In this most unpredictable of years, is today the point of maximum uncertainty? As you read these words, the list of things we don’t yet have an answer to is long and daunting. We don’t know who the next US president will be; we don’t know if Brexit will come with a deal or no deal; we don’t know when or if a vaccine for coronavirus will be found.
All three of these feel like big gaps in our knowledge as we try to make sense of the world and, as investors, attach the right price to it. One of them might be resolved this week (perhaps not, let’s see which way those key marginal states fall tomorrow). One will certainly be clear by the new year – the timetable for Brexit, if nothing else, is fixed. An effective jab might be a slightly longer wait.
There’s a string of other known and unknowns too, to use Donald Rumsfeld’s misunderstood taxonomy. Earnings season is turning out better than many analysts feared, but it is still early days. The ECB is keeping its stimulus powder dry until next month. There is still so much we don’t know about coronavirus. But one by one, these clouds of uncertainty are going to start lifting from here.
It is often said that markets hate uncertainty. That’s not true. Markets require uncertainty to create the tension between buyers and sellers. But investors certainly dislike the absence of a crystal ball.
It’s why the Vix volatility index, Wall Street’s fear gauge, spiked higher last week as shares suffered one of their worst days since the spring. It’s also why the UK stock market has performed so much worse than most of its peers – there is less certainty here than in most places right now.
Humans don’t handle uncertainty well. It induces fear and, as Bertrand Russell said, “neither a man, nor a crowd, nor a nation, can be trusted to act humanely or think sanely under the influence of a great fear…. to conquer fear is the beginning of wisdom”.
Jason Zweig, in his excellent book Your Money and Your Brain, describes an experiment conducted by Daniel Ellsberg, a psychologist who in a subsequent life leaked the Pentagon Papers to the New York Times.
He showed participants two urns, telling them that the first, call it Urn A, had 50 red balls and 50 black ones. Urn B, he said, also had 100 balls but the balance of red and black was a secret.
The deal he proposed was that those taking part in the experiment would win $100 (£77) if they picked a red ball from either urn. Most people picked from Urn A. No surprise – people prefer odds they understand. He then repeated the offer, but this time the $100 was paid if a black ball was picked from either urn. Guess what – most people picked from Urn A again.
This made no logical sense. If you picked Urn A for the red ball, by definition you thought that Urn B had fewer than 50 red balls and so more than 50 black balls. So why would you not go for it when looking for a black ball. The reason is that Urn B was overflowing with ambiguity. Just like the world and the markets this morning, the day before the presidential election, with European diplomats locked in their Brexit tunnel and Covid infections soaring.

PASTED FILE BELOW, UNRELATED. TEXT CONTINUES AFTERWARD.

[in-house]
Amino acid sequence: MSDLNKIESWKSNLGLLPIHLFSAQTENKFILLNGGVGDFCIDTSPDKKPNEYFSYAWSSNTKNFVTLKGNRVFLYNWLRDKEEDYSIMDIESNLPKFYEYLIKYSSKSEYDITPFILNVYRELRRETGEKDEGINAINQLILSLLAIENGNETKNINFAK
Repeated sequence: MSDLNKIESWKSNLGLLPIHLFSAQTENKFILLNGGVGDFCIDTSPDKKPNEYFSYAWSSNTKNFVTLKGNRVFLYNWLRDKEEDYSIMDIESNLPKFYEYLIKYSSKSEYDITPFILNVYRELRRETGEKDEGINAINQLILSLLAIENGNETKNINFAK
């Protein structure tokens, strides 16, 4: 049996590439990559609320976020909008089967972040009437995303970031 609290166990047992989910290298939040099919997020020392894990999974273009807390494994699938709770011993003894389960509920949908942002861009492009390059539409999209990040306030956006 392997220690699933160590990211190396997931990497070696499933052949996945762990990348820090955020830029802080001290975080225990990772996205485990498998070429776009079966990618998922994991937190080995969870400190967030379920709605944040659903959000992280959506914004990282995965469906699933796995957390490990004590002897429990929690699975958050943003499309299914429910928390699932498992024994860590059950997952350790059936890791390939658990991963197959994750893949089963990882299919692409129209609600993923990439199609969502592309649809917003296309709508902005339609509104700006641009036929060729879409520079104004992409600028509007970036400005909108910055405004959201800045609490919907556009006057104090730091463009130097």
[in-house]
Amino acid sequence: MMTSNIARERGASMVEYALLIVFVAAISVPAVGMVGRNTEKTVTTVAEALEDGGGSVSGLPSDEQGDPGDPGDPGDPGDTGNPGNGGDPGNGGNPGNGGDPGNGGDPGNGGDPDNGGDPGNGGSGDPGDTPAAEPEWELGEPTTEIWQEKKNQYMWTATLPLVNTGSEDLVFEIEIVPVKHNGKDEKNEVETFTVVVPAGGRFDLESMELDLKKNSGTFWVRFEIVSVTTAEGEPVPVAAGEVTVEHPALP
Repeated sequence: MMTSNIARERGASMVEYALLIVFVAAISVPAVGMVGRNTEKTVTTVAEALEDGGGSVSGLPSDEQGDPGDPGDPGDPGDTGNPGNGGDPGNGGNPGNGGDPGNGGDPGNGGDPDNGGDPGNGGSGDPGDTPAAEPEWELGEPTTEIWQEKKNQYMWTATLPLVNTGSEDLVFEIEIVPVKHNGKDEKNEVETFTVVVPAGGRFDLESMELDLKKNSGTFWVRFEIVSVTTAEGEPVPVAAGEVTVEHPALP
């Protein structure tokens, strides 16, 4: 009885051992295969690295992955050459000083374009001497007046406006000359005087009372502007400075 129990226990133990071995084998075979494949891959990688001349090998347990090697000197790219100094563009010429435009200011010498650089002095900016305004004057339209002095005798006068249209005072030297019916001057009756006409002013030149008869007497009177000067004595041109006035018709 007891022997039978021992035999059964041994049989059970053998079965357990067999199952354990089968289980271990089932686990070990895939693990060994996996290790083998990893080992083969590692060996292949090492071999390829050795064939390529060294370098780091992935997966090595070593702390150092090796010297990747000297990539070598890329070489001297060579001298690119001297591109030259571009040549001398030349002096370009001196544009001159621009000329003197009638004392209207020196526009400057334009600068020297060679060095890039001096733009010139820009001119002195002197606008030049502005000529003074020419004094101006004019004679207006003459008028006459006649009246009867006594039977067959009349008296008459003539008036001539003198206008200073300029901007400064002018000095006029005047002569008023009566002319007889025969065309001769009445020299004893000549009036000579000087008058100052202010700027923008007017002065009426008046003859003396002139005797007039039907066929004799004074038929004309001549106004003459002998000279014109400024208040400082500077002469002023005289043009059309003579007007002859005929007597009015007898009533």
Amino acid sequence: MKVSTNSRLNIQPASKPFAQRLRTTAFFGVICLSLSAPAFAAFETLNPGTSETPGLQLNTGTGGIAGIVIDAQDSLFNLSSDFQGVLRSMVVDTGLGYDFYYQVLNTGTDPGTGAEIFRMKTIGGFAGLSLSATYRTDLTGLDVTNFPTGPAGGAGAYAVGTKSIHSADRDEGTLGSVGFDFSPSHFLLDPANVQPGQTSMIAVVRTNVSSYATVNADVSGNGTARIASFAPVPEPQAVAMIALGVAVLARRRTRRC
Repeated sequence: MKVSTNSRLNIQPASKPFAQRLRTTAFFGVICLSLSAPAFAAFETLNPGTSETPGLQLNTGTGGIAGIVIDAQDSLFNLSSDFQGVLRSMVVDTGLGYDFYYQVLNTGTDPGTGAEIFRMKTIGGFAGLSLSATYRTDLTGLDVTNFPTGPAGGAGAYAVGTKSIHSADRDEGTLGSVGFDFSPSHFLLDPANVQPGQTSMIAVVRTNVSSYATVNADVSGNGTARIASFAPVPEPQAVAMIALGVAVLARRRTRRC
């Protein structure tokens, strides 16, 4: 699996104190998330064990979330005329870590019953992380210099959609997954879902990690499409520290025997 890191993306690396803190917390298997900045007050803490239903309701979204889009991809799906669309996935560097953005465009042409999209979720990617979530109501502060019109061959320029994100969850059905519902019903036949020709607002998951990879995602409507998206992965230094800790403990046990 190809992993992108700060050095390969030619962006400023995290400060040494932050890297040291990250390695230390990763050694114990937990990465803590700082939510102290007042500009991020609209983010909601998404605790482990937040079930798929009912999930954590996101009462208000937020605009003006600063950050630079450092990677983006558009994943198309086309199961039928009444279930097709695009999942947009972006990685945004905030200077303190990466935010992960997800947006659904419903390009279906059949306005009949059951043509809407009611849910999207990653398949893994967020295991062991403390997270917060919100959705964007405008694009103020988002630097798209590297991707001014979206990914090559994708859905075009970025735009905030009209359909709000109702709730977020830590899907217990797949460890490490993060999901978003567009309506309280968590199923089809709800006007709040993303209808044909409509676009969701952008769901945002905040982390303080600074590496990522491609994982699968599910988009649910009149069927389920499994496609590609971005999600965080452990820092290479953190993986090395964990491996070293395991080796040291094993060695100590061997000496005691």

The neuroscience of fear is perfectly suited to keeping us alive and well, but less good at helping us make good investment decisions. The speed with which the amygdala at the base of our brains fires up at the slightest hint of something new, unexpected or scary is a great survival tool, but the only person who benefits financially from your reflexive response to fear and uncertainty is your broker.
There are a few ways in which you can modify your behaviour at times like these to avoid being overwhelmed by the unknowns.
First, and I hesitate to say this in a newspaper, find the off-switch. Go for a walk, read to your grandchildren, listen to some music. Second, use words to neutralise the power of images. The emotional brain is triggered by pictures, while the more complex nature of language activates your reflective brain.
Ask yourself things like this: apart from the price, what else has changed; do the reasons why I bought this investment in the first place still apply? Third, keep an investment diary that tracks not just what you do but how you feel about it. You will start to see a pattern. You do not make the best investments when you are uncertain and scared. Finally, don’t follow the herd. What everyone else is doing, is usually wrong.
So, applying this contrarian Zen approach to today’s uncertainties, what might we conclude? First, whoever wins the US election, we are likely to see significant fiscal stimulus in 2021, aided and abetted by a supportive Federal Reserve. A big blue sweep implies more spending than a divided government, but it is a matter of degree not direction of travel.
Second, it is in the interests of neither the EU nor a UK government on the back foot to allow fishing rights and hypothetical state aid questions to get in the way of a trade deal. Expect a face-saving fudge.
Third, the widening gap between new infections and Covid-related deaths shows how far we have already come in six months when it comes to living with coronavirus. A vaccine will emerge in due course and the economy will quickly recover.
Finally, companies will adapt as they always have to external changes and threats. With around a quarter of the S&P 500 constituents having reported, around 80pc of companies are beating expectations. Investment analysts are no less prone to over-reacting to uncertainty than the rest of us. Investors hate uncertainty. They shouldn’t.
Tom Stevenson is an investment director at Fidelity International. The views are his own. He tweets at @tomstevenson63.